We haven’t learned a thing
Throughout this season we have been ridiculed, scorned and laughed at from colleagues and friends for engaging in this silly debate. Even more people may be in a state of shock and awe to find us still banging away at the tired, sarcastic and in some ways, superficial argument we call Planks v Boards.
We have had some shining moments, Maynard’s attack on “4:20” was one of the funniest of the year. I have discussed the sub-cultural roots of boarding, attacked elitist resorts who exclude boarders, compared gear prices and ranted, raved and thumbed our noses at the other discipline.
What have we learned?
Not a thing, seriously.
We have however, opened up a dialogue, examined our differences and explored our common ground. It got us thinking about skiing. And we were lucky enough to write about skiing, even though we would rather be skiing than writing about it. But we are really geeks hiding in ski towns when all is said and done which means we will write about something. I was once told a writer is only responsible for what is in the front of the mind when they sit down to write. I think about riding a lot.
It has only been through more experience on the mountain and spending more time on the hills with skiers that I have really come to any revelations on the subject. (Sorry Maynard).
I had the opportunity to spend a couple days on the mountain with a co-worker, longtime local and skier friend of mine this weekend. We discovered we both love riding the same type of terrain, and the same lines. In matters of navigation, we found some startling differences. We go faster in different spots. The long rolling run outs of gulleys and valley bottoms are places were skiers slow down, they can afford to what with the poles and all. Snowboarders, on the other hand, must go as fast as they can through these sections. Stand on your board, keep your legs bent and ready to absorb the terrain and ride out as fast as you can is the only real formula for success when riding flat terrain.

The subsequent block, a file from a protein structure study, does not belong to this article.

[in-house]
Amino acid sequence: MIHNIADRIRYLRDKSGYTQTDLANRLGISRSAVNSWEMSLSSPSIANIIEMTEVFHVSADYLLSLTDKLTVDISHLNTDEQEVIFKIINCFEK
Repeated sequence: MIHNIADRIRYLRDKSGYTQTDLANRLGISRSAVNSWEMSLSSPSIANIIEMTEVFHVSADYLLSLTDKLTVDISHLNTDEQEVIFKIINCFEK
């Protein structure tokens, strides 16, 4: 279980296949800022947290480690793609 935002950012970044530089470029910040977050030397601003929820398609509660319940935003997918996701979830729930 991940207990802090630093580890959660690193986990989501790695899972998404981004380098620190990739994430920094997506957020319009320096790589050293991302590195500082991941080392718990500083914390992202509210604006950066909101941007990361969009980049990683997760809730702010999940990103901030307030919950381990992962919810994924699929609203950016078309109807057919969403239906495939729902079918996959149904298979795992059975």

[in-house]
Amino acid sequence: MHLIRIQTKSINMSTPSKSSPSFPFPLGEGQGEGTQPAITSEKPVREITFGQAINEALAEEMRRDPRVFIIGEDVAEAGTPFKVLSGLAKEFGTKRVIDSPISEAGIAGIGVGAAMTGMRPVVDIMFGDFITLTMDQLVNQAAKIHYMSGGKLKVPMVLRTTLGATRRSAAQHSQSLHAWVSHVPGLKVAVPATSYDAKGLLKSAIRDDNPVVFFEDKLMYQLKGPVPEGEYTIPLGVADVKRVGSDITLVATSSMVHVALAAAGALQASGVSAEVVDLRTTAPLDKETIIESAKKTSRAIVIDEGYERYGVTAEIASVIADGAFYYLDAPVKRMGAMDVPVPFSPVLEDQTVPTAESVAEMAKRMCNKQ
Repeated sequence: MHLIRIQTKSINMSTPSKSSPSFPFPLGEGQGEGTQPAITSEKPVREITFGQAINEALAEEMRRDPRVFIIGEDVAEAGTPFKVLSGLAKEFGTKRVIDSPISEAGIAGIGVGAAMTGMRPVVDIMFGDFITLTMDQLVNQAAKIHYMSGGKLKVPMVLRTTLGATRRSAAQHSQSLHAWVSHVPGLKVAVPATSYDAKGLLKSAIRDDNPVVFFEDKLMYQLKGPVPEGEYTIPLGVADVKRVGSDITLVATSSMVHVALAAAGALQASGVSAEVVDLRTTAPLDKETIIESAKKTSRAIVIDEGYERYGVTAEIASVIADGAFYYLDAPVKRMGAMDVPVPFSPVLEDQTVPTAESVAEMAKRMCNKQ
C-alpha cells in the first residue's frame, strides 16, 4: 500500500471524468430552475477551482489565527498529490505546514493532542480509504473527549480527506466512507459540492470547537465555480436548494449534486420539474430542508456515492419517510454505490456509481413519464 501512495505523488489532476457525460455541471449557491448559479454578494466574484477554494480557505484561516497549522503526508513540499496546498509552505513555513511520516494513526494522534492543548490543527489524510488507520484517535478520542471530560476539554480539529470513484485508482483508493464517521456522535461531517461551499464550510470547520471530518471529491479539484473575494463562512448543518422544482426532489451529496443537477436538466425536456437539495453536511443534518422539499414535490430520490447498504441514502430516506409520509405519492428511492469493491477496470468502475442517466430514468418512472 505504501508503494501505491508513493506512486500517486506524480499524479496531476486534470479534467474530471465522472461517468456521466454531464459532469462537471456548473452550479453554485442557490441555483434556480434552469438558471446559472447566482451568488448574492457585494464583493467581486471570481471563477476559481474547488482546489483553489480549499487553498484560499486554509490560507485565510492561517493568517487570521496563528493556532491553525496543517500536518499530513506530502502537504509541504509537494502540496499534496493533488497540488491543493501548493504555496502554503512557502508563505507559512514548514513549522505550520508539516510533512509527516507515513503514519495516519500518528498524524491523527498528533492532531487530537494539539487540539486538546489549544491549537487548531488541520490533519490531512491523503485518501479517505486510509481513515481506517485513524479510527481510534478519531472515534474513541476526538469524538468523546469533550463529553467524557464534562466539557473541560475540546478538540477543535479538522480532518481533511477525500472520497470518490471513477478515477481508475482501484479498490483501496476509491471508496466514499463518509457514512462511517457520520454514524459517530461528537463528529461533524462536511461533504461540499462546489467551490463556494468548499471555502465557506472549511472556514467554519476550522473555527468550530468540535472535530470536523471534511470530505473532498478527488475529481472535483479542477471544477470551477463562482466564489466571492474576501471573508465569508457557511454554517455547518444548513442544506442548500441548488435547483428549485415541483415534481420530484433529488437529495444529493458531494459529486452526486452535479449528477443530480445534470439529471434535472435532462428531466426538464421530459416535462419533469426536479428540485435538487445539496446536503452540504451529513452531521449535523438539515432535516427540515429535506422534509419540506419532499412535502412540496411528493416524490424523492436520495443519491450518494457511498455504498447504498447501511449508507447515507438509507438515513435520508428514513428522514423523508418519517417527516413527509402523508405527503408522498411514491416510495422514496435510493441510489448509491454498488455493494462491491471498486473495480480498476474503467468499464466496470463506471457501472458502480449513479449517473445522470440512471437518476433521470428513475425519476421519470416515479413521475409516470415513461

I have found skiers, having never ridden a board or with anyone with enough competent to keep up with them, invariably stop and wait at the worst possible places for snowboarders to stop. I’m not talking about stopping in dangerous places on the hill, or hindering, harassing or blocking others movement on the hill, just simply stopping in flat spots where boarders need to keep up speed.
Here is where the initial conflict between the two disciplines really begins. I can’t stop to regroup, communicate and the like because of the flat terrain. Meantime, skier friend sees me fly past in a tuck wondering why I am so rude and thoughtless. Consequently, I stop further on down and the skier flies past just as I had done and we don’t get back together until we hit the lift line. We miss a couple of hidden trails and don’t end up where we talked about on the lift.
The snowboards pack out the trail differently due to the different approaches skiers and boarders take. The run outs tend to become rolling and undulating fast tracks which are pretty fun on a board but terrible on skis. Catwalks can slaughter a boarder but remain hardly consequential for a skier. This is another place on the mountain where skiers and boarders can become separated. Although mildly frustrating, these pitfalls are easily overcome with a little patience and understanding. By accepting our differences we come to appreciate our similarities. Skiers and boarders can get along on the hill. And the boarders promise not to make you walk too far for that apres drink.